I’ve always been fascinated by road building. That might be because of my name (the sunken-lane ‘Holloways’ were the pre-Roman ‘motorways’ in southern England) or because my father worked on putting the M6 across Shap summit or even because I grew up a couple of miles from Britain’s first section of motorway, the Preston Bypass.

Long-distance roads are key to civilization. But this country – or at least the people who have run it – has long been in two minds about the personal freedom and massive economic benefits they can bring.

Before WW2, Germany and Italy were building motorways, and rest of war-ravaged Europe followed during post-war reconstruction. In Britain, as I’m endlessly pointing out, even by 1959 Britain had no motorways at all and was still using steam trains.

We had a burst of motorway building in the 1960s and 1970s, before the UK’s strong anti-roads sentiment started to get back into gear. Of course, there’s no excuse for the idiotic planners who thought ‘ring roads’ should go through cities (Birmingham) rather than around them, as they do in all continental cities.

So I think we were lucky that the Conservative government of 1979-1997 had a pretty robust attitude to driving motorways through. The M25 was finished and the M40 pushed through despite some very clever tricks by the anti-roads mob, including buying a field and selling it, sod by sod, to 10,000 owners around the world. Try and imagine no M40 today.

It’s weird to think that there will probably be no more motorways built in the UK. They are still being built in France and Germany, but it looks like that, for example, a London to Edinburgh motorway is now an impossibility.

But we still need capacity in certain areas. Business traffic and economic growth demand it. Last year London mayor Boris Johnson suggested that tunneling was the answer for both extra road capacity and taking traffic off the streets of a capital that lacks the urban motorways of Paris, Munich and Amsterdam.

Plenty of people called him bonkers but, as is often the case with Boris’s ideas, they are already in use overseas. Madrid, which has many urban motorways, has been part-burying the M30. In Amsterdam – which also has a ring of motorways - one motorway is set to be widened to 12 lanes and buried, while in Germany, sections of motorway are being covered with the covering being turned into gardens. In the US, Boston is digging-in the six-lane elevated urban motorway that crossed the city.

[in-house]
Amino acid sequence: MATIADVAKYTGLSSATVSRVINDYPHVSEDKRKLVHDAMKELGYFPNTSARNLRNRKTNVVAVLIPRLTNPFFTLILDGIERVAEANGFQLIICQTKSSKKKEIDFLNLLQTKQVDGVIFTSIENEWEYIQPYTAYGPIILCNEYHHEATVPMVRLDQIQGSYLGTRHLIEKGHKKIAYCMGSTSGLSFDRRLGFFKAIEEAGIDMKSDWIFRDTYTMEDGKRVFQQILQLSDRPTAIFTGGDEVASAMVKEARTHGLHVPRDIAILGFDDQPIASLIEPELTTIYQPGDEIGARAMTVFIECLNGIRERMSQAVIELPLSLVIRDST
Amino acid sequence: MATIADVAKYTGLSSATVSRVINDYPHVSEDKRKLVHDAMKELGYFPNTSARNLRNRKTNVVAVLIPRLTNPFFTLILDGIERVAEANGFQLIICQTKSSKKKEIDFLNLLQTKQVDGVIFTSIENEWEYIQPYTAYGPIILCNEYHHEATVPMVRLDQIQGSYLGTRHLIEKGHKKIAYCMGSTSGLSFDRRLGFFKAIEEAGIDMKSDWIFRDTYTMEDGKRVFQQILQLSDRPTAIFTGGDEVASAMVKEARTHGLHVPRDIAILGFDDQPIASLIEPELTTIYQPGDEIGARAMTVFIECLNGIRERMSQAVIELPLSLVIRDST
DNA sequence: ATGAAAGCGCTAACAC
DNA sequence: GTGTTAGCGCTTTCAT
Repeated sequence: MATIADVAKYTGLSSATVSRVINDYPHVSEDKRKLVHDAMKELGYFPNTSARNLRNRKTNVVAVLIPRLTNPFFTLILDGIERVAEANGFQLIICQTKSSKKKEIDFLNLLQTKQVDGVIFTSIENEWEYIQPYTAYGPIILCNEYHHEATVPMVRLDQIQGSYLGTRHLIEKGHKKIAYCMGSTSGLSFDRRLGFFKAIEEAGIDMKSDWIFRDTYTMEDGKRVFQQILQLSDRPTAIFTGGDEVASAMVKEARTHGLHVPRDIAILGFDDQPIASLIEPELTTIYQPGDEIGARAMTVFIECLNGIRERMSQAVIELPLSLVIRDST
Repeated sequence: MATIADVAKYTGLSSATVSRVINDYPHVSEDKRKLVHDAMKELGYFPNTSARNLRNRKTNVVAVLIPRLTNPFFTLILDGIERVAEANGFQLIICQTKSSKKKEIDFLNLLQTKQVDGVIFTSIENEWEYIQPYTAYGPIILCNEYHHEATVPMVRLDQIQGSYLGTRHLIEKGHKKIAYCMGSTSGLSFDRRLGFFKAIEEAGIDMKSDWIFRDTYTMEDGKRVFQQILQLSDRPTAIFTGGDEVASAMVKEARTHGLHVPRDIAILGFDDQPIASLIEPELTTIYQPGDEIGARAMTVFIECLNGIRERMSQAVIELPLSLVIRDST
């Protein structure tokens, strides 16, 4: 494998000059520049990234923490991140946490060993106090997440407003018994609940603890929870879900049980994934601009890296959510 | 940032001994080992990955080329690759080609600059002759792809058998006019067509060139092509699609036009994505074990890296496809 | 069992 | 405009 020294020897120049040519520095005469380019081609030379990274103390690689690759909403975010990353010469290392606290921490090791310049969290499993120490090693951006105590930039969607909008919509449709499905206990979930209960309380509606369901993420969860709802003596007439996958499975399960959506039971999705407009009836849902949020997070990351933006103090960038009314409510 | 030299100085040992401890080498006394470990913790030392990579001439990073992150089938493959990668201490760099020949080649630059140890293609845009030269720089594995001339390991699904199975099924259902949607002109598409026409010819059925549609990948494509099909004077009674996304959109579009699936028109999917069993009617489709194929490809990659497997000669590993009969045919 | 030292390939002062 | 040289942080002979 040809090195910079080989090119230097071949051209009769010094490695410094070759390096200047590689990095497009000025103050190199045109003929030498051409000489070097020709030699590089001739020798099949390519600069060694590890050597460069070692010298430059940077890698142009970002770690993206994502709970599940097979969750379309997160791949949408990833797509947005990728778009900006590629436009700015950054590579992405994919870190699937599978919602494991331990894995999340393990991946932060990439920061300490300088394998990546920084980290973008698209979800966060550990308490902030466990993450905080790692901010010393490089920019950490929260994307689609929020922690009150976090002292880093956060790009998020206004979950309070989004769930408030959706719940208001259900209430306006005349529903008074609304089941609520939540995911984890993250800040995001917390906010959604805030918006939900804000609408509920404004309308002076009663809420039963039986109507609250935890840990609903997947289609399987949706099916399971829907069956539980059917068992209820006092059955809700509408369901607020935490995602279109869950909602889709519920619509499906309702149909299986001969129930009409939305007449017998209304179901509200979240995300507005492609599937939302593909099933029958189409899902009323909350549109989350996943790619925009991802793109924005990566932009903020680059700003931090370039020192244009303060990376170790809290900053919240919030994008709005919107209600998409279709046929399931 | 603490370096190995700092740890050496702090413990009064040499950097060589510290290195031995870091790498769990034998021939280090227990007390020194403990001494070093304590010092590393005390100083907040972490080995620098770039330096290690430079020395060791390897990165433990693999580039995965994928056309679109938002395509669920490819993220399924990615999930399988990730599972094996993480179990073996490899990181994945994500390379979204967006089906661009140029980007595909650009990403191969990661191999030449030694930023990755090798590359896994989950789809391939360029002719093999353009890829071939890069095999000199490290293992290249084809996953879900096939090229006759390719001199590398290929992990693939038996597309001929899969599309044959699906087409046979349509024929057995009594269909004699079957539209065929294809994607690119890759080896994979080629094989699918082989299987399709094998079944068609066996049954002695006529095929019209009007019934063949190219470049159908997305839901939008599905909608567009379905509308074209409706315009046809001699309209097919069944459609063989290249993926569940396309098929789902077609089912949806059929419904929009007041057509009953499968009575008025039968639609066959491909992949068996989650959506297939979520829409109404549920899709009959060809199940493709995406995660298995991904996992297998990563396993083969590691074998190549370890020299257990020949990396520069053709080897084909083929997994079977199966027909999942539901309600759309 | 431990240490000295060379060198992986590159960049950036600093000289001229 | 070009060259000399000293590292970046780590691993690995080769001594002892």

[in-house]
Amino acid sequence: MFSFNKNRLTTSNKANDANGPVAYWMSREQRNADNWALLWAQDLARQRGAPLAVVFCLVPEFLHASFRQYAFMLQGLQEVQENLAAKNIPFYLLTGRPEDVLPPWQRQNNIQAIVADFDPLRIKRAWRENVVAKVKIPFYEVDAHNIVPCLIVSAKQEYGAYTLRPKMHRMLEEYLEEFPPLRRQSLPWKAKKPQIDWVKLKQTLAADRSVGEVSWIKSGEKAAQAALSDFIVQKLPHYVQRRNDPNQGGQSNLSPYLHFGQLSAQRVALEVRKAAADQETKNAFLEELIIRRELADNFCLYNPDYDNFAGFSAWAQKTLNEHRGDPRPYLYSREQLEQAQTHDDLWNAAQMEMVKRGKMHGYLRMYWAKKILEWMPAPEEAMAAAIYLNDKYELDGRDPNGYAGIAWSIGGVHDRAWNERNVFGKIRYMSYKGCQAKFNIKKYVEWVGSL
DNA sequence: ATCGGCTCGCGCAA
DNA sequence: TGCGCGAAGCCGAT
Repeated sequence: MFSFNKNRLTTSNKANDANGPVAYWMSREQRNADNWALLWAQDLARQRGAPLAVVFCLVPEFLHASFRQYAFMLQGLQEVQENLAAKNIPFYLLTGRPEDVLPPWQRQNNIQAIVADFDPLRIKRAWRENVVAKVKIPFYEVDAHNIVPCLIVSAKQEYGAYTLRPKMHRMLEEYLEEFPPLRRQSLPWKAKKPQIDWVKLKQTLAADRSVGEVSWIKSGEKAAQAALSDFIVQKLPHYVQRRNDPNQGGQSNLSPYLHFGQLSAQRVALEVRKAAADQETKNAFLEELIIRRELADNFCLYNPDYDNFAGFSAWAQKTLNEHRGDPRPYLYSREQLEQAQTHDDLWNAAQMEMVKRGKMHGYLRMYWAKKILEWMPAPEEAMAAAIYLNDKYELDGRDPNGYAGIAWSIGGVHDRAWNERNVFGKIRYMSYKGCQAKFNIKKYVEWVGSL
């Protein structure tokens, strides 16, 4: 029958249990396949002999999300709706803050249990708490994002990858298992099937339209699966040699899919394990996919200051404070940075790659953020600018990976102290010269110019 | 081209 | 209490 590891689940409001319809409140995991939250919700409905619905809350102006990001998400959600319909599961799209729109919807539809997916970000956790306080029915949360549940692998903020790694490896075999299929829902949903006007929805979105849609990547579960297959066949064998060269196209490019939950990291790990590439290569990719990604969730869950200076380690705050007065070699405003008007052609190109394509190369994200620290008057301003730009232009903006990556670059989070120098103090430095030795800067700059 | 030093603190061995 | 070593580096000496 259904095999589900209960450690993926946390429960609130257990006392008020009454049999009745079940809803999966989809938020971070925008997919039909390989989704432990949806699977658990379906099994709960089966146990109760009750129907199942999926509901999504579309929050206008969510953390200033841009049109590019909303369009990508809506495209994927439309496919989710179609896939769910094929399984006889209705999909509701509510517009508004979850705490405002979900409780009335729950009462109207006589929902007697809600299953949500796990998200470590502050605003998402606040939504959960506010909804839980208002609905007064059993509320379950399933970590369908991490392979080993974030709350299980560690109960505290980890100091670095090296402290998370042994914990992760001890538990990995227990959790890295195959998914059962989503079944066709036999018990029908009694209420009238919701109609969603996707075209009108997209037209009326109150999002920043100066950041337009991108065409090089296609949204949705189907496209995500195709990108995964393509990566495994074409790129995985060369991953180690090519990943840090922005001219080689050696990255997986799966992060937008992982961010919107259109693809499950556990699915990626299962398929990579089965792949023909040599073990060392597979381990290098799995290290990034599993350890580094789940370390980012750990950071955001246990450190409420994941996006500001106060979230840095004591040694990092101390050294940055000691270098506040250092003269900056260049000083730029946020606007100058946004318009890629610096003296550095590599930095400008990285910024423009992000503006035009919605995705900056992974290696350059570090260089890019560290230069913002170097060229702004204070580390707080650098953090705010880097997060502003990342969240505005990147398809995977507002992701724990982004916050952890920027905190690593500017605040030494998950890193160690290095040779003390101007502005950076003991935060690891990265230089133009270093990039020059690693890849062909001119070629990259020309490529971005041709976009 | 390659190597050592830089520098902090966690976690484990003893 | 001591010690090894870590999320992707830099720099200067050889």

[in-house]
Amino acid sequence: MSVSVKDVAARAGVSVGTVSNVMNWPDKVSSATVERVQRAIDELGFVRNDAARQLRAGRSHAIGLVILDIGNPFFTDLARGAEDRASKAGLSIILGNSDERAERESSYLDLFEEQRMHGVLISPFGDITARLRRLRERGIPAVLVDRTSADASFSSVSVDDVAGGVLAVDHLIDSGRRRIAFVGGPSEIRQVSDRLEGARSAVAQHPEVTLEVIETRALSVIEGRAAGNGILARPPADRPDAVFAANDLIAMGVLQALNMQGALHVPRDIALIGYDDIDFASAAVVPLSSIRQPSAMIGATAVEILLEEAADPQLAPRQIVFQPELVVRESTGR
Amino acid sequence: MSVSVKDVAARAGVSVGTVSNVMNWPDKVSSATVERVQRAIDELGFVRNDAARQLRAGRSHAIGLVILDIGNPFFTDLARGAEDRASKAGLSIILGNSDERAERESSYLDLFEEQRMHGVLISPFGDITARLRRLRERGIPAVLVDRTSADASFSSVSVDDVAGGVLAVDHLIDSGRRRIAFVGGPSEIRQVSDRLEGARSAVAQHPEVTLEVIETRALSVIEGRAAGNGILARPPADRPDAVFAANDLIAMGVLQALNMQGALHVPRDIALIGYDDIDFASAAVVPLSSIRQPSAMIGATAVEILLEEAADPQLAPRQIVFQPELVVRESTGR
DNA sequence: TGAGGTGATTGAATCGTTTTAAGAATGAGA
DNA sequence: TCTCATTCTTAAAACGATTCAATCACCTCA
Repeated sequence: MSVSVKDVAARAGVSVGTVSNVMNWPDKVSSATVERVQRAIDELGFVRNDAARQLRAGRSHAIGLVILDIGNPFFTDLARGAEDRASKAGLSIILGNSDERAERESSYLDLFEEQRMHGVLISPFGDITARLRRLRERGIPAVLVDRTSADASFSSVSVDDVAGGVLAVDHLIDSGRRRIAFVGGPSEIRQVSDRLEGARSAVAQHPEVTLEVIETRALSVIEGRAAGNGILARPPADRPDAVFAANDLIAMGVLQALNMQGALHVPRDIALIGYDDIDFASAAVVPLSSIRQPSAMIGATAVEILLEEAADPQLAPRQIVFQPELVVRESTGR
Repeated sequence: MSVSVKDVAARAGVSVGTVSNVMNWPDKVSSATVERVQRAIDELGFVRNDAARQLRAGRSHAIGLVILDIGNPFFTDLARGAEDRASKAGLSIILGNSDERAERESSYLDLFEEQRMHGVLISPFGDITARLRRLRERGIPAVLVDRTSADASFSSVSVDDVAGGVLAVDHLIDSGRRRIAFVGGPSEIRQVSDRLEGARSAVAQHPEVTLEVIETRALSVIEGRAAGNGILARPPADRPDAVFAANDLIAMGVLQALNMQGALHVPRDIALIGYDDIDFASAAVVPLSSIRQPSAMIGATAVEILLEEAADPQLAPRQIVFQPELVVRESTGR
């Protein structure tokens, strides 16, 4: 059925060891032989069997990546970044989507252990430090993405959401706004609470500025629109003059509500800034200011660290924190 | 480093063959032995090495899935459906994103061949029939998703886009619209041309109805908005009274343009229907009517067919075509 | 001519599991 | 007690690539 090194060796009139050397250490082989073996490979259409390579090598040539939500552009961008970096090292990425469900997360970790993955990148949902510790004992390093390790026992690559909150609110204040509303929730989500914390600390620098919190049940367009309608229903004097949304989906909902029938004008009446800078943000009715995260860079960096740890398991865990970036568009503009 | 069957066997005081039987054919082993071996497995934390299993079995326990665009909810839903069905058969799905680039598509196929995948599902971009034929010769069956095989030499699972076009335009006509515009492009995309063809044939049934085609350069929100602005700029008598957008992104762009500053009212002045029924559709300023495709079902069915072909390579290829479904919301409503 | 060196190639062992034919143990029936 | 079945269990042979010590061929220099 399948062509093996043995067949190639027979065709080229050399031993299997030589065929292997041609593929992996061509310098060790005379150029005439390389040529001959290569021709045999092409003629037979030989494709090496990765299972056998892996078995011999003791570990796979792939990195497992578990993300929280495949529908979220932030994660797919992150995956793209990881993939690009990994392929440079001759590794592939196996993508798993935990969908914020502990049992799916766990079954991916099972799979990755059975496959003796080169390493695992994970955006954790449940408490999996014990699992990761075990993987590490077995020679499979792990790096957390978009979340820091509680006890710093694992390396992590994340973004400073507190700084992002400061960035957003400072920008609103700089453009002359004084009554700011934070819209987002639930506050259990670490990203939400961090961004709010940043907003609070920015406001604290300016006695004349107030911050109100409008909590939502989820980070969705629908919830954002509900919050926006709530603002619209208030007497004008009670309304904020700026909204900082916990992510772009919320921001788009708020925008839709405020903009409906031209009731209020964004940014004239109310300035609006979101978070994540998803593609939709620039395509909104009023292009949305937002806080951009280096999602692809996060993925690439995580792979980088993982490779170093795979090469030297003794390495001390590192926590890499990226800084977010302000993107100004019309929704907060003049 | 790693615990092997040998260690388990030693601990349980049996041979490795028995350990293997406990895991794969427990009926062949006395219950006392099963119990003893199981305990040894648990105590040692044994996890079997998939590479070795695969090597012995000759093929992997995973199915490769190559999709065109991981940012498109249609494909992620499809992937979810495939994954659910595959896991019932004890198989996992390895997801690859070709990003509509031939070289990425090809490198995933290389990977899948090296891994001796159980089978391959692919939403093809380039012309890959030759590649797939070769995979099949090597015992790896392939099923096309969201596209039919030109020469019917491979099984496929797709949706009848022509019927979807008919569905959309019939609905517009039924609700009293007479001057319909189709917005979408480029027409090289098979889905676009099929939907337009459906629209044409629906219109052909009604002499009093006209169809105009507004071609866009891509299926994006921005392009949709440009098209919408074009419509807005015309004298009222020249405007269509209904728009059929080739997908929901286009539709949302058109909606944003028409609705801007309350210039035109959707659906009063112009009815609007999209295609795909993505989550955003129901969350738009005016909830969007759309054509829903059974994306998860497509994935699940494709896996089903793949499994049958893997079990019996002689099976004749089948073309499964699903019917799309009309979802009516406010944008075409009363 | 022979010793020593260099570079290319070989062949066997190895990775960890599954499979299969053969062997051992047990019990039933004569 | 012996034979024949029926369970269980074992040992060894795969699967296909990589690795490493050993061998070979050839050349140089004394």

A few weeks ago I bought a book, sight unseen, called ‘Roads in Tunnel – Greater London Council’ (as I said, I’m fascinated by roads), dated December 1973. It turned out to contain the fully worked-up plans to build a road tunnel from Brixton to Battersea in southwest London.

I can’t find any reference to the scheme anywhere else, so I assume it was late throw of the dice in the face of massive opposition to the original London motorway box scheme.

The original plan – still in play back then – was to bring the M23 all the way to the South Circular road near Brixton and then to take cross-city traffic on an urban motorway to Battersea, over the Thames and meet up with the M41 at Shepherds Bush roundabout in west London.

Another sister tunnel was to run from Brixton to Greenwich to connect up with the A2 urban motorway (which did get built).

This scheme was a very early version of what’s currently happening across Europe. People don’t like urban motorways, but they like driving and having the shops stocked and goods delivered - so why not bury them?

With my road-building hat on, my manor of inner west London still needs that link road to bypass the bridges and narrow roads of Chelsea and Earl’s Court and free the streets for civilised life. So I can quite see tunnels could still be relevant to the capital as well as other big cities in the UK.

The chances, however, are slim. Hong Kong can build an airport on an island in the sea and the rest of world can bury motorways old and new. Britain, however, can only just manage a stretch of dual carriageway to Norwich.